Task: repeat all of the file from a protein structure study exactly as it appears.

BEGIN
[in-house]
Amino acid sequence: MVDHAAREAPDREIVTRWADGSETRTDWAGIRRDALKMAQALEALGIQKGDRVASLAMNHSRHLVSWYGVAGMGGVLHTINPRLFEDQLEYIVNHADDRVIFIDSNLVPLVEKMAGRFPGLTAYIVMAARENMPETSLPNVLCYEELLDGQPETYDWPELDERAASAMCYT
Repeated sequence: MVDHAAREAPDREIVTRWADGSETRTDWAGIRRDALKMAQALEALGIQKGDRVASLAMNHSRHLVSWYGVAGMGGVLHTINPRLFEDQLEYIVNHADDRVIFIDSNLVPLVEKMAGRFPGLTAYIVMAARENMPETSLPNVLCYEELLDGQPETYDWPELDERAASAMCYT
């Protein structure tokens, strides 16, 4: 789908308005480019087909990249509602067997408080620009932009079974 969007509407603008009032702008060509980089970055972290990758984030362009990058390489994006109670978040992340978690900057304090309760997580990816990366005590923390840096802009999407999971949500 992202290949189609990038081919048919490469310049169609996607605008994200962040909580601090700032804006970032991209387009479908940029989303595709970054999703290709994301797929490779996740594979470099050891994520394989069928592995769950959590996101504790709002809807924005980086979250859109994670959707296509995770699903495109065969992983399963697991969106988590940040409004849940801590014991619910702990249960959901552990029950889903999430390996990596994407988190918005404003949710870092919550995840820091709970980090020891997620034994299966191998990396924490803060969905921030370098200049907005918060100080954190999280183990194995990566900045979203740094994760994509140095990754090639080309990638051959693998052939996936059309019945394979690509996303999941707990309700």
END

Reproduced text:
[in-house]
Amino acid sequence: MVDHAAREAPDREIVTRWADGSETRTDWAGIRRDALKMAQALEALGIQKGDRVASLAMNHSRHLVSWYGVAGMGGVLHTINPRLFEDQLEYIVNHADDRVIFIDSNLVPLVEKMAGRFPGLTAYIVMAARENMPETSLPNVLCYEELLDGQPETYDWPELDERAASAMCYT
Repeated sequence: MVDHAAREAPDREIVTRWADGSETRTDWAGIRRDALKMAQALEALGIQKGDRVASLAMNHSRHLVSWYGVAGMGGVLHTINPRLFEDQLEYIVNHADDRVIFIDSNLVPLVEKMAGRFPGLTAYIVMAARENMPETSLPNVLCYEELLDGQPETYDWPELDERAASAMCYT
């Protein structure tokens, strides 16, 4: 789908308005480019087909990249509602067997408080620009932009079974 969007509407603008009032702008060509980089970055972290990758984030362009990058390489994006109670978040992340978690900057304090309760997580990816990366005590923390840096802009999407999971949500 992202290949189609990038081919048919490469310049169609996607605008994200962040909580601090700032804006970032991209387009479908940029989303595709970054999703290709994301797929490779996740594979470099050891994520394989069928592995769950959590996101504790709002809807924005980086979250859109994670959707296509995770699903495109065969992983399963697991969106988590940040409004849940801590014991619910702990249960959901552990029950889903999430390996990596994407988190918005404003949710870092919550995840820091709970980090020891997620034994299966191998990396924490803060969905921030370098200049907005918060100080954190999280183990194995990566900045979203740094994760994509140095990754090639080309990638051959693998052939996936059309019945394979690509996303999941707990309700």